That wonderful and profoundly moving panel was in February. A month later, Vivian went to her doctor to find out why one leg was giving her trouble. She wrote about it on her blog:
On March 12th, 2014, I learned that I have ALS, better known as Lou Gehrig’s disease, and that over the next 2-10 years – most likely 3-5 years – my motor neurons will gradually stop working and I will lose the use of my limbs, then become unable to breathe and swallow, and then cease to be.
I learned this horrible news the afternoon of my morning conversation on the beach. Vivian writes about this tragedy with dispassionate honesty on her blog, and I insist–if a writer can do that–that you go to her blog now. Please come back later and finish reading this piece.
I wish I could talk again to that man on the beach. If I could, I would tell him about Vivian, and I would ask him to watch Steve Jobs’ graduation speech at Stanford in 2005, perhaps the most significant graduation speech ever delivered. He had received a diagnosis of pancreatic cancer 11 years earlier, in 1994, an event that changed his life in every way possible, and he spoke movingly about death and life.
Here are parts of Mr. Jobs’ remarkable speech : “You’ve got to find what you love. And that is as true for your work as it is for your lovers. Your work is going to fill a large part of your life, and the only way to be truly satisfied is to do what you believe is great work. And the only way to do great work is to love what you do. If you haven’t found it yet, keep looking. Don’t settle. As with all matters of the heart, you’ll know when you find it. And, like any great relationship, it just gets better and better as the years roll on. So keep looking until you find it. Don’t settle.”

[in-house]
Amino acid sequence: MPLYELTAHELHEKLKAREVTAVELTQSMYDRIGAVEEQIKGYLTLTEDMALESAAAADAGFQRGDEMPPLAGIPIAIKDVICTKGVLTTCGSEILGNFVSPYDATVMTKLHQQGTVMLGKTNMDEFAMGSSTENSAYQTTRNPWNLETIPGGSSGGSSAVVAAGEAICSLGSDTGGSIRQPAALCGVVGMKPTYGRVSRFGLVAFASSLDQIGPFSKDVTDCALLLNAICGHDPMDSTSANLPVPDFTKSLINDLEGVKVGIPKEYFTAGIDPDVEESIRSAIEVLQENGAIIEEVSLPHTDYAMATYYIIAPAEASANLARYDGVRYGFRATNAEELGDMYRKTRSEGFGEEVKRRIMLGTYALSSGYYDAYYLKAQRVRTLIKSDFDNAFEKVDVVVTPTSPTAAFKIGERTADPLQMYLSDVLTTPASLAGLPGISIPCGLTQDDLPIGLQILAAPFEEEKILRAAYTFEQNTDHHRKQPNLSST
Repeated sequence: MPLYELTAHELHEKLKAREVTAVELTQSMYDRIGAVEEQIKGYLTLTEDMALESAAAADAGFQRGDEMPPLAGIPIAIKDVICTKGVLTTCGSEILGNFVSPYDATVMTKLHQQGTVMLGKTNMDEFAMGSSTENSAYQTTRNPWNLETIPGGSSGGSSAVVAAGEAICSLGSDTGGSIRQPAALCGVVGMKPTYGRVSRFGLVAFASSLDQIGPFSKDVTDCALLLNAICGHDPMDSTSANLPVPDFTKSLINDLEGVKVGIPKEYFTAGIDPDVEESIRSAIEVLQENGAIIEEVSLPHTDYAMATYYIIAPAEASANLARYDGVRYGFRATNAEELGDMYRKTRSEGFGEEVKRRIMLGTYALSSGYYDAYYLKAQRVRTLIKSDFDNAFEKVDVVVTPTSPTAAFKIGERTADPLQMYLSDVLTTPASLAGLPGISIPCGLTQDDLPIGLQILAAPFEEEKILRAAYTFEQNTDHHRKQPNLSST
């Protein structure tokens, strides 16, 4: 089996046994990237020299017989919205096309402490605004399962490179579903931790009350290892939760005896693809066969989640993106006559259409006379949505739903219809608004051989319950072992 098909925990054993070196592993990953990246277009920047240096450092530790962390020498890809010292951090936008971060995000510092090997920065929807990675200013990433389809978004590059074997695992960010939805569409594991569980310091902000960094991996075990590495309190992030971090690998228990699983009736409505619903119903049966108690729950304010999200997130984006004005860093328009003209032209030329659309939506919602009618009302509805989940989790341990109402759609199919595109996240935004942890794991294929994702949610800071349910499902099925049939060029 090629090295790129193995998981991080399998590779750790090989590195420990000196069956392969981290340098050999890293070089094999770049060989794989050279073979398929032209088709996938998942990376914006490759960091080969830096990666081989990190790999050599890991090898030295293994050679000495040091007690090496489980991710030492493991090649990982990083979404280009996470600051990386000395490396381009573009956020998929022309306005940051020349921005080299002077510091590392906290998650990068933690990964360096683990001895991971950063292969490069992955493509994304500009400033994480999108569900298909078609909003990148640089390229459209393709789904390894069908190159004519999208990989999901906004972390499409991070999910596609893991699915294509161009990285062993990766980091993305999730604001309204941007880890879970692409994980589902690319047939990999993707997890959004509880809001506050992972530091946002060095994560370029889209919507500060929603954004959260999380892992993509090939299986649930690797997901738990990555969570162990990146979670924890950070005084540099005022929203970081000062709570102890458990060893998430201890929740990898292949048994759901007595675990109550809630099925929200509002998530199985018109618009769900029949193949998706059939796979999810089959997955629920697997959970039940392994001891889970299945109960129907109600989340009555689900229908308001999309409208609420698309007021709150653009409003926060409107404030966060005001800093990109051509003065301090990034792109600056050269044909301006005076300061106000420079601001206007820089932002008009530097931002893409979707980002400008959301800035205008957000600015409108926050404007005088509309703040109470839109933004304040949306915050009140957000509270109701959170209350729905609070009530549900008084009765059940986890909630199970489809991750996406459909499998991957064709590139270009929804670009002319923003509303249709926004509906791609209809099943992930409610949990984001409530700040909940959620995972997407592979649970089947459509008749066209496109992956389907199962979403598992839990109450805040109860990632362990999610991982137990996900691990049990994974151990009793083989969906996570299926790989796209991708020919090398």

And: “Remembering that I’ll be dead soon is the most important tool I’ve ever encountered to help me make the big choices in life. Because almost everything — all external expectations, all pride, all fear of embarrassment or failure – these things just fall away in the face of death, leaving only what is truly important. Remembering that you are going to die is the best way I know to avoid the trap of thinking you have something to lose. You are already naked. There is no reason not to follow your heart.”
Finally: “Your time is limited, so don’t waste it living someone else’s life. Don’t be trapped by dogma — which is living with the results of other people’s thinking. Don’t let the noise of others’ opinions drown out your own inner voice. And most important, have the courage to follow your heart and intuition. They somehow already know what you truly want to become. Everything else is secondary.”
Vivian Connell doesn’t ask for pity or sympathy, just that we do the right thing. It’s unlikely that I will see that man on the beach again, but I hope that he decides to follow his heart and intuition, as Steve Jobs did, and as Vivian did….and as I hope you are doing, and are encouraging your children and your students to do.